2. Stephanie

    April 12, 2010 at 3:58 am

    I don’t really feel government intervention is necessary. If they get involved there will be a “fee” bigger than the DFW entry cost.

    DFW needs to let the designers find sponsors on their own to finance their shows. Concept Groups job is to connect buyers with the designers, but let’s face it…there aren’t that may buyers in the UAE fashion market yet to compare to the number of buyers in New York, London and Paris. Big name department stores are just making their mark in Dubai, and the smaller boutiques only cater to the elite. The middle of the retail spectrum, such as stores like Target, Wal-Mart and Macy’s, has yet to arrive.

    Also, someone needs to let your readers know that there are very talented fashion designers in this country, but they do not have the money to participate in events like DFW. With that said, I would like to reiterate that designers need to find their own sponsor to help them build their brand. This may be easier said than done, but how else are they going to make a name for themselves? I’m sure Marc Jacob and Alexander Wang weren’t born rich, so someone had to help finance their first show…right?

    On a more positive note, I felt that this year’s fashion week was better than the last. That might not be saying much to most, but Troy Costa did a wonderful job as the creative director of this DFW season and Strawberry PR Company would have done a better job if “people” knew what PR companies do and allowed them to do it! So, what was missing from the overall organization of DFW…a project manager!

    I enjoyed the runway shows. Participants were allowed more creative freedom this season, and the clothes were fabulous. I am looking forward to next season because it can only get better with time!

    PS: No one knew who Aiisha was until she participated in DFW! I know..I was there!

  3. La Moda Dubai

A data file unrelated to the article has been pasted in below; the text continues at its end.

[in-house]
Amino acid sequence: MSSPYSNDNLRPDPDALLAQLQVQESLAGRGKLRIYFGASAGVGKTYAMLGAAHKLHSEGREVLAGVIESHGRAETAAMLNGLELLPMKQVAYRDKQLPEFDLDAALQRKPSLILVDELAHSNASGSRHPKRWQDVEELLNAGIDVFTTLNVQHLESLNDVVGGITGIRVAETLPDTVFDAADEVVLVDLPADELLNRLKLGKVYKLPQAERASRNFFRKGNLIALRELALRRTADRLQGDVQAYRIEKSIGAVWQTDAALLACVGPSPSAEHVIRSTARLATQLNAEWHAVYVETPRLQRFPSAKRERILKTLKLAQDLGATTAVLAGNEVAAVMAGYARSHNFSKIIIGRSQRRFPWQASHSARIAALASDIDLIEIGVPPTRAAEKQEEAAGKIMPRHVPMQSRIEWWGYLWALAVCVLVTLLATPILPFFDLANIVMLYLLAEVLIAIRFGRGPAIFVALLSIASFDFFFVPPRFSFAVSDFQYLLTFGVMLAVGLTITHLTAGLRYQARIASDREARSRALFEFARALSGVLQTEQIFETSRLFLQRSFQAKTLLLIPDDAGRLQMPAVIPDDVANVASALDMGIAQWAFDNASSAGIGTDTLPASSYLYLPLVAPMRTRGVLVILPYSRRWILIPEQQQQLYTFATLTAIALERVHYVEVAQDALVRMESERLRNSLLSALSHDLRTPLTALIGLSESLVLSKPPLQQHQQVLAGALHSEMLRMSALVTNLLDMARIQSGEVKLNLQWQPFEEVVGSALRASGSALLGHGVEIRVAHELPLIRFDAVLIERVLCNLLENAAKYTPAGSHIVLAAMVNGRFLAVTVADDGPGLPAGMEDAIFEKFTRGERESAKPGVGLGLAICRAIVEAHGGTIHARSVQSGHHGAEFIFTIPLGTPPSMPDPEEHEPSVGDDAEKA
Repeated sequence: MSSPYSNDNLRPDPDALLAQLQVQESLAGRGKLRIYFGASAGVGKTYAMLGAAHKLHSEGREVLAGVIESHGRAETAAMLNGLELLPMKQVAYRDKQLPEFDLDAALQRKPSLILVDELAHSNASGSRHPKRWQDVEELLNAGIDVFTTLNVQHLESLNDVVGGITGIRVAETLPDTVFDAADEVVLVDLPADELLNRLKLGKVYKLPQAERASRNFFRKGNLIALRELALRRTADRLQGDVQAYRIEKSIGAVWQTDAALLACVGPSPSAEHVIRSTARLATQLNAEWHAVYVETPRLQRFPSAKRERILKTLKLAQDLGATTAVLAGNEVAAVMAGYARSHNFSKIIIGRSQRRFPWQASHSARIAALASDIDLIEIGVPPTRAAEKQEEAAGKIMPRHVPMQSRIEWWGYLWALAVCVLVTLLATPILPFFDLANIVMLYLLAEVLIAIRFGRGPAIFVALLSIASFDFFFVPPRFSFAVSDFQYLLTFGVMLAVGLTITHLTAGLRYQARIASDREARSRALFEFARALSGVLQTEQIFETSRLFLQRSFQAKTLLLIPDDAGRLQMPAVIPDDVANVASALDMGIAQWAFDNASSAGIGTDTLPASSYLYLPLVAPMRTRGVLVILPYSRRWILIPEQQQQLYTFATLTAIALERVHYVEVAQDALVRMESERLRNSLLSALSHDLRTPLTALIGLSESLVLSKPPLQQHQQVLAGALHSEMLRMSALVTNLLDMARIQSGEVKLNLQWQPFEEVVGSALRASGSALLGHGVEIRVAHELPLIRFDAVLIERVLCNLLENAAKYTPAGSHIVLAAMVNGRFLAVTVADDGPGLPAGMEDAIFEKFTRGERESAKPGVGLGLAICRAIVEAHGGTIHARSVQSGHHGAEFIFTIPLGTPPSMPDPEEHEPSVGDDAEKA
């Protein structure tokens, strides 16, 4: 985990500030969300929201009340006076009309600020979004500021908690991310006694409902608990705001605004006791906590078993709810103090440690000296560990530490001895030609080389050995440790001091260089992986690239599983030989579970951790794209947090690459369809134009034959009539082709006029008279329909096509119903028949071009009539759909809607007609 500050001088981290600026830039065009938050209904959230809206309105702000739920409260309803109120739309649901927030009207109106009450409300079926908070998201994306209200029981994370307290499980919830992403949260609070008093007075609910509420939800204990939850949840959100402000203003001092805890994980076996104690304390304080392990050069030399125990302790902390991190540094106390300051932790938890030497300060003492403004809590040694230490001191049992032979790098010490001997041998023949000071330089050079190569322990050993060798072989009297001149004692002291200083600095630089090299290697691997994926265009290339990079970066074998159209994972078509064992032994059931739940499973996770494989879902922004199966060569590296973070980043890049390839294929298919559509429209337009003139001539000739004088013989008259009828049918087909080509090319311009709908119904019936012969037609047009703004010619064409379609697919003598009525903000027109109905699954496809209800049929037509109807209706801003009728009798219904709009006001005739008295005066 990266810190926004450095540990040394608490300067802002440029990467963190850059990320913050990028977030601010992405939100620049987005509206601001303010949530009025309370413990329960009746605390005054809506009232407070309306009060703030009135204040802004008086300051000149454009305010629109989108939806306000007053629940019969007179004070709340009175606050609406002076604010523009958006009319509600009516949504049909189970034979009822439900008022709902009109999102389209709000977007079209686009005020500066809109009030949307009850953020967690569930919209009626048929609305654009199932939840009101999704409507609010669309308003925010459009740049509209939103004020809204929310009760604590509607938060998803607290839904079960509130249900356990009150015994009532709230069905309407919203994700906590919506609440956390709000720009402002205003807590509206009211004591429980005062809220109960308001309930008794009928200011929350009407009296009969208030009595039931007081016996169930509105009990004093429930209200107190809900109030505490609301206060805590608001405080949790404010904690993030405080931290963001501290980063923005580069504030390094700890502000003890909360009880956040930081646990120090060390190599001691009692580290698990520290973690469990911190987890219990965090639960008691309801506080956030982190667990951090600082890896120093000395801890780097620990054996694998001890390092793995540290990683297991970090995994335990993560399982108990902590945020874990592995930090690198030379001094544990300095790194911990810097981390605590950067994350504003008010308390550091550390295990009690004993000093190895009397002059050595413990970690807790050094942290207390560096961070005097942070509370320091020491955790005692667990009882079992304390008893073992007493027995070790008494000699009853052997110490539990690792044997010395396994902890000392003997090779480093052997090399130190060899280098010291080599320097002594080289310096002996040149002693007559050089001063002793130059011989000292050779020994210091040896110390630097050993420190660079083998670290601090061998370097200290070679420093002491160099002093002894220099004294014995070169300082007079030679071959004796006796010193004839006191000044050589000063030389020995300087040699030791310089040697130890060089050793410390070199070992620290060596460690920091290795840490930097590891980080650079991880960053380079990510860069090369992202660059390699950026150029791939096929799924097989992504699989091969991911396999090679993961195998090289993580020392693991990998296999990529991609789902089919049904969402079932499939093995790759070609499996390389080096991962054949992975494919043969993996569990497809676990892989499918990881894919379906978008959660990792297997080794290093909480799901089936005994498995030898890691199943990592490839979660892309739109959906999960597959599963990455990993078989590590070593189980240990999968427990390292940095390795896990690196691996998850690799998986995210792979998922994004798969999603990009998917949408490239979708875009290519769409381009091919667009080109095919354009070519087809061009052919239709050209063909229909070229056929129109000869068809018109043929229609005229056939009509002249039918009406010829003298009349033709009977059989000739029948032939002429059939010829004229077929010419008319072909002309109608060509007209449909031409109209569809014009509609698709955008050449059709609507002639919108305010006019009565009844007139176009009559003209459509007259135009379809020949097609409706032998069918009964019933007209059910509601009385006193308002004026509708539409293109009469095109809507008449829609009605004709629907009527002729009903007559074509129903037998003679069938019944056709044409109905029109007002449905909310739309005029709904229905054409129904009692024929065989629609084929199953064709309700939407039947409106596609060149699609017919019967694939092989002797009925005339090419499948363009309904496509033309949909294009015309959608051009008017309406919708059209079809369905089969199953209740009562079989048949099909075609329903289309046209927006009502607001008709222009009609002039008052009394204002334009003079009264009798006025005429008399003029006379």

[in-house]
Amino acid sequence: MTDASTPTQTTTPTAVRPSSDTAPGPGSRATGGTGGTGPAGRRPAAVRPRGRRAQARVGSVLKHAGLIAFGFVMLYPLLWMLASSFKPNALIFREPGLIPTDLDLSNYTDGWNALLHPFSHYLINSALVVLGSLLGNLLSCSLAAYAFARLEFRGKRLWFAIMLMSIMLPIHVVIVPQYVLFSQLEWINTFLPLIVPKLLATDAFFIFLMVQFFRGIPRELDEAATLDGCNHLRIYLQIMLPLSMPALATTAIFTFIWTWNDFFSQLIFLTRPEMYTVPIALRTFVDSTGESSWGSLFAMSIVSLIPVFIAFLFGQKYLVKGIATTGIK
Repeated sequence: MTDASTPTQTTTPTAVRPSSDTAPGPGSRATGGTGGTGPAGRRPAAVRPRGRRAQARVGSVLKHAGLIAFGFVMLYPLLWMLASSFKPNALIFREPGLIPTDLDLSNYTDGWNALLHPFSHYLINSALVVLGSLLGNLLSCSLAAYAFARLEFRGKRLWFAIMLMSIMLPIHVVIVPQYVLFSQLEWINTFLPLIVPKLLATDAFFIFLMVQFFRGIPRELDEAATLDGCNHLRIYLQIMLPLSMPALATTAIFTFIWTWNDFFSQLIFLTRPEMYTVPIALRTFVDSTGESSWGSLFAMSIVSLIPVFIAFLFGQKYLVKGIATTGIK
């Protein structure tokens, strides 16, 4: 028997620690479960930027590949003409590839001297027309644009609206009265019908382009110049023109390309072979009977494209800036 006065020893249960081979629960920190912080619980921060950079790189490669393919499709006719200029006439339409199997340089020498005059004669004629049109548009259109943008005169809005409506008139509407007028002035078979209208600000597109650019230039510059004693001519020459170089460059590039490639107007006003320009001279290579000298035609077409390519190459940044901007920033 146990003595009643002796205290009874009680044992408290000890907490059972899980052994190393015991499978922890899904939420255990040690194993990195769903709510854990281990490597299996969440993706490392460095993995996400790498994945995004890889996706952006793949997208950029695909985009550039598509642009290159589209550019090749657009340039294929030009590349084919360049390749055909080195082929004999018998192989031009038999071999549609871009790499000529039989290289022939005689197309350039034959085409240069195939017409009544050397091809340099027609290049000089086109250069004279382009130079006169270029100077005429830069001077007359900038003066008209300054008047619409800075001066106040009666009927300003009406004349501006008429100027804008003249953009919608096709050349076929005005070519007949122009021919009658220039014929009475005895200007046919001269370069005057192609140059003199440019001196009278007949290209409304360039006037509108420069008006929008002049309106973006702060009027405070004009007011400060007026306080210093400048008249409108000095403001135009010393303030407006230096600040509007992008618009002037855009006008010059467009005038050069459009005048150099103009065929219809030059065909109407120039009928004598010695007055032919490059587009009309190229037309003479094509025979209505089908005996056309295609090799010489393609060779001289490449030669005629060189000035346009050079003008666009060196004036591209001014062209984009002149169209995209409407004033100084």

April 12, 2010 at 8:48 am

    Hi Stephanie! Thanks for leaving a very insightful comment. On some level, I do agree that government support will cost the DFW more than its participation fee of AED 35,000.

    Interesting suggestion about the sponsors. However, don’t you think that if a designer already has sponsor, wouldn’t it make more sense for them to stage their own fashion show? That way they won’t have to make do with what little time they have, shared with so many others at Fashion Week?

    I also agree that we need to cast more light on the independent talent pool here in the UAE. Perhaps the fashion media could initiate a series of indie talent showcases, kind of like search and rescue missions, to help them cross over to the mainstream? I believe the coverage of fashion designers now is nearly limited to when DFW comes, or when a company sponsors a design contest with a fashion magazine to recognise budding talent in the country. I’ll have a talk with fellow bloggers. We need to up the ante.

  4. Stephanie

    April 12, 2010 at 3:40 pm

    In Response to:

    “However, don’t you think that if a designer already has sponsor, wouldn’t it make more sense for them to stage their own fashion show? That way they won’t have to make do with what little time they have, shared with so many others at Fashion Week?”

    The answer to your question is yes and no. Let’s start with “No”…If the organizers at DFW would establish themselves as the hub for “buyer meets designer” on a grander scale, then it is better for the designer to join forces with the conglomerate. The media is usually part of this participating package, which in turn educates and promotes the designers brand to the general public. It would be quite difficult for a fashion designer to put together all of that on his own, even with a substantial financier.